The readings on which this sermon is based can be found at:

s142g15   Sunday 30  25/10/2015

‘Call him here’  Mark 10:49

I have often reflected that the way that people feel comfortable about coming to church is when they know they don’t have to!   This is not the perversity of the human heart, it is that need we all have to feel that we are not being manipulated.   So Jesus dismisses this cured man; he doesn’t need another minion; he is not in the business of amassing followers, like people who pay money to get others to follow them on Twitter.  I see one advertised rate is 300 for only $1,1000 for $3, 2000 for $6, but the best bargain is 3000 for only $9 (no password required :-) (1)

It is the same as when Jesus was content to see the rich young man leave, despite his obvious earnestness.   Jesus is interested in people following him in their relationships with others.   So I find myself completely at odds with the Archbishop of Sydney, Dr Glenn Davies, who in his recent Presidential Address to the Synod ‘spoke of the challenge to acquire land and build churches in the rapidly expanding western areas of Sydney.   Next year Greater Sydney’s population will pass the 5 million mark.’  (2)

And the blind man becomes a follower of Jesus when he does the opposite to the crowd who ‘sternly ordered him to be quiet’.   Just as Jesus doesn’t need a personal retinue, nor does he need to be protected from others.   Jesus’ intention is ever and always to be incarnated into society and if our following Jesus is a means to avoid incarnation into society, then we haven’t got the message at all.

So again, I am at odds with the Archbishop who goes on to talk about ‘same-sex marriage’:
“The antagonism of the world to the Word of God is perhaps seen nowhere more acutely than in the virulent challenge to the definition of marriage which pervades conversations in the media, the workplace and even in our places of leisure .. It is time that all Christians, especially Anglicans, should enter the discussion and graciously and sensitively explain the reasons why our good Creator has made marriage the way he has.  We need to be courageous in our discussions both in private and in public, yet we also need to be sensitive and loving in our defence of biblical truth.”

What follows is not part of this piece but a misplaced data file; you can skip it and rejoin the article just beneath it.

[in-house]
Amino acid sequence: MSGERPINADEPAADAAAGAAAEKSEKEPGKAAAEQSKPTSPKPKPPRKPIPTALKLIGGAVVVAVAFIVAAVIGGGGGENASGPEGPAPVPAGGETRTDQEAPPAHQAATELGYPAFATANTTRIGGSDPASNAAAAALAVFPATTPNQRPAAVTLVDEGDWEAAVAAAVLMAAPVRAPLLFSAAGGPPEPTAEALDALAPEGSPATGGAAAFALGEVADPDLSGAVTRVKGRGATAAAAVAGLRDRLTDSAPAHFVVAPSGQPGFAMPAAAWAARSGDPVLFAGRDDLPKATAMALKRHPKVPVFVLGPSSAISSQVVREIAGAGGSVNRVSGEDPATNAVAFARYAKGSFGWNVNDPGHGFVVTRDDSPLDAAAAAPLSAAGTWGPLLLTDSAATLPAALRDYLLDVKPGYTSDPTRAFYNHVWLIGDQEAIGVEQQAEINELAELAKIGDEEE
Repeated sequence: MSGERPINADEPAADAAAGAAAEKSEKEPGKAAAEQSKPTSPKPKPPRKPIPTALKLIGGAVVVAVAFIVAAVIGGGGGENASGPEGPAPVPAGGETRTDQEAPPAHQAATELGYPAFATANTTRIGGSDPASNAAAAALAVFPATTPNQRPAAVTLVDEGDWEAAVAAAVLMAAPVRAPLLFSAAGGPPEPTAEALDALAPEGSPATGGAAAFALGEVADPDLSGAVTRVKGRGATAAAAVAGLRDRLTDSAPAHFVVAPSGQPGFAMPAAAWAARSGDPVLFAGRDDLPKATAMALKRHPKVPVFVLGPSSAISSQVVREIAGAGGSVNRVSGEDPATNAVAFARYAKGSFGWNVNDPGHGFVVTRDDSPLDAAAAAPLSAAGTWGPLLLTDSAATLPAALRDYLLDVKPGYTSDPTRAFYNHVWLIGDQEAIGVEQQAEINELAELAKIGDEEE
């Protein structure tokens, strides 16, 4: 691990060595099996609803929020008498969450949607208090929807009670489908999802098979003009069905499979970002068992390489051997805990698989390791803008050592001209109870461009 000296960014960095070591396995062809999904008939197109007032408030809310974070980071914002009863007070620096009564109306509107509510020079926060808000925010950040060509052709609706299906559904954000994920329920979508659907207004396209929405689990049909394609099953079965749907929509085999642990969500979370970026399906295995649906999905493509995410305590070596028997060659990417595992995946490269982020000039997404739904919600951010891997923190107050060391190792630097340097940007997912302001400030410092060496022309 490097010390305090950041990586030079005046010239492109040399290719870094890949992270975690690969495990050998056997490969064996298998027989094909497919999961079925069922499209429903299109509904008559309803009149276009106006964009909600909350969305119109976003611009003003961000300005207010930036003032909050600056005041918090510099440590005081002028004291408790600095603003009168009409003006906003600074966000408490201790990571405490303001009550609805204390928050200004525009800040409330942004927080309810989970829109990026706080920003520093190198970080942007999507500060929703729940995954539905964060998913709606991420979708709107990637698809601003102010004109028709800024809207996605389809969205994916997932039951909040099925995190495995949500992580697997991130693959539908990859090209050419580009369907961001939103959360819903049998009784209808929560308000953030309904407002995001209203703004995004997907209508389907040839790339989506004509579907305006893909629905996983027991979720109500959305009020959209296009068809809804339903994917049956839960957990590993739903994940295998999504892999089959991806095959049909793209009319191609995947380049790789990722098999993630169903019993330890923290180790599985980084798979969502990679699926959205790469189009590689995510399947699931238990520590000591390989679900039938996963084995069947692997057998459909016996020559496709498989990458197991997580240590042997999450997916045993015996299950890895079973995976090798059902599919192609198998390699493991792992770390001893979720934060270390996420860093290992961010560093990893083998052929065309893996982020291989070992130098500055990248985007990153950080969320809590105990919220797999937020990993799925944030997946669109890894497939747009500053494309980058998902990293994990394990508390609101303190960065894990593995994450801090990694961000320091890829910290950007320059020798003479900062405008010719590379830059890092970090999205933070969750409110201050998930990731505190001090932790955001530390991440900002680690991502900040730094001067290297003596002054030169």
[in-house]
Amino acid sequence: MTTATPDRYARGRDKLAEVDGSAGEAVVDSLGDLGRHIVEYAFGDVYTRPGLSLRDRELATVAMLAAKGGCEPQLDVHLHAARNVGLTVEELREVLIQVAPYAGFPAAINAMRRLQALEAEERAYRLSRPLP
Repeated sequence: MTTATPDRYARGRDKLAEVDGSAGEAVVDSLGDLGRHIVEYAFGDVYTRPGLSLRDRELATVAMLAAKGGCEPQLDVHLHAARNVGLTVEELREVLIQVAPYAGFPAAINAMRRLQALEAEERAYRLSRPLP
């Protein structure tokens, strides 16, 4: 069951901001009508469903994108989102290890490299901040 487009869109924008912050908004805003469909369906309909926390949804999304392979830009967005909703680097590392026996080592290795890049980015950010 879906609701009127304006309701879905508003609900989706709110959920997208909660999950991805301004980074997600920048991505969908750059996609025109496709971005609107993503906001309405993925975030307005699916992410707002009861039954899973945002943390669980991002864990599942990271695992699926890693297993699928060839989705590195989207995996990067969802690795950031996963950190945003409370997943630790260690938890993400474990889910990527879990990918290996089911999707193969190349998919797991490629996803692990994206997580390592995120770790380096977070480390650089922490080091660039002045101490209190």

He fails to perceive his own antagonism to the world, a world made up of people of widely diverse opinions, beliefs and modes of life.  His only real love is for that infinitesimal percentage of people who believe, worship and live according to his own personal predilections.   Some words of Jesus immediately spring to mind, like ‘if you love those who love you, what reward do you have?   Do not even the tax-collectors do the same?   And if you greet only your brothers and sisters, what more are you doing than others?   Do not even the Gentiles do the same?’ (3) and ‘the measure you give will be the measure you get back .. Can a blind person guide a blind person?   Will not both fall into a pit?’ (4)

It needs to be said that the Anglican Diocese of Sydney is reputed to be the wealthiest in the world-wide Anglican Church (5) - through historic endowments of stolen ‘terra nullius’ land and, through the former Archbishop, Peter Jensen, the driving force behind GAFCON and their puritanical doctrines.   It seems perverse that such a wealthy diocese is seeking to amass more as a justification for and a restatement of their divisive doctrines.

Jesus tells the crowds who had been ‘sternly (ordering the blind man) to be quiet’ to ‘Call him here’.